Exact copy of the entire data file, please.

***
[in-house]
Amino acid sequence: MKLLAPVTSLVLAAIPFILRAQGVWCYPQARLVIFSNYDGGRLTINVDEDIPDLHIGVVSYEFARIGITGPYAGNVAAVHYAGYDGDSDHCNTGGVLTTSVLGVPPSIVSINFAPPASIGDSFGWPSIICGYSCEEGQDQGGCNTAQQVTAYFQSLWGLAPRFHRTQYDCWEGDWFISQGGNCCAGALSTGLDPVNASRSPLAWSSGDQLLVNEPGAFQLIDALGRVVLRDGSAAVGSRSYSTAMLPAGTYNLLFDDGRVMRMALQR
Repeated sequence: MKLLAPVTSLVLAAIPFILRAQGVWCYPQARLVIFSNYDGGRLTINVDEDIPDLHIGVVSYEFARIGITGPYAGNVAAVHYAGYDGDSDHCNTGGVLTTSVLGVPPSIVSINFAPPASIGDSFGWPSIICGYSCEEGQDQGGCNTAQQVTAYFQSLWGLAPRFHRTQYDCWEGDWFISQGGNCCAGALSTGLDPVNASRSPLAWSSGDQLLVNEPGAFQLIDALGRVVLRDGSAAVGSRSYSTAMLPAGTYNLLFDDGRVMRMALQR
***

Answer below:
[in-house]
Amino acid sequence: MKLLAPVTSLVLAAIPFILRAQGVWCYPQARLVIFSNYDGGRLTINVDEDIPDLHIGVVSYEFARIGITGPYAGNVAAVHYAGYDGDSDHCNTGGVLTTSVLGVPPSIVSINFAPPASIGDSFGWPSIICGYSCEEGQDQGGCNTAQQVTAYFQSLWGLAPRFHRTQYDCWEGDWFISQGGNCCAGALSTGLDPVNASRSPLAWSSGDQLLVNEPGAFQLIDALGRVVLRDGSAAVGSRSYSTAMLPAGTYNLLFDDGRVMRMALQR
Repeated sequence: MKLLAPVTSLVLAAIPFILRAQGVWCYPQARLVIFSNYDGGRLTINVDEDIPDLHIGVVSYEFARIGITGPYAGNVAAVHYAGYDGDSDHCNTGGVLTTSVLGVPPSIVSINFAPPASIGDSFGWPSIICGYSCEEGQDQGGCNTAQQVTAYFQSLWGLAPRFHRTQYDCWEGDWFISQGGNCCAGALSTGLDPVNASRSPLAWSSGDQLLVNEPGAFQLIDALGRVVLRDGSAAVGSRSYSTAMLPAGTYNLLFDDGRVMRMALQR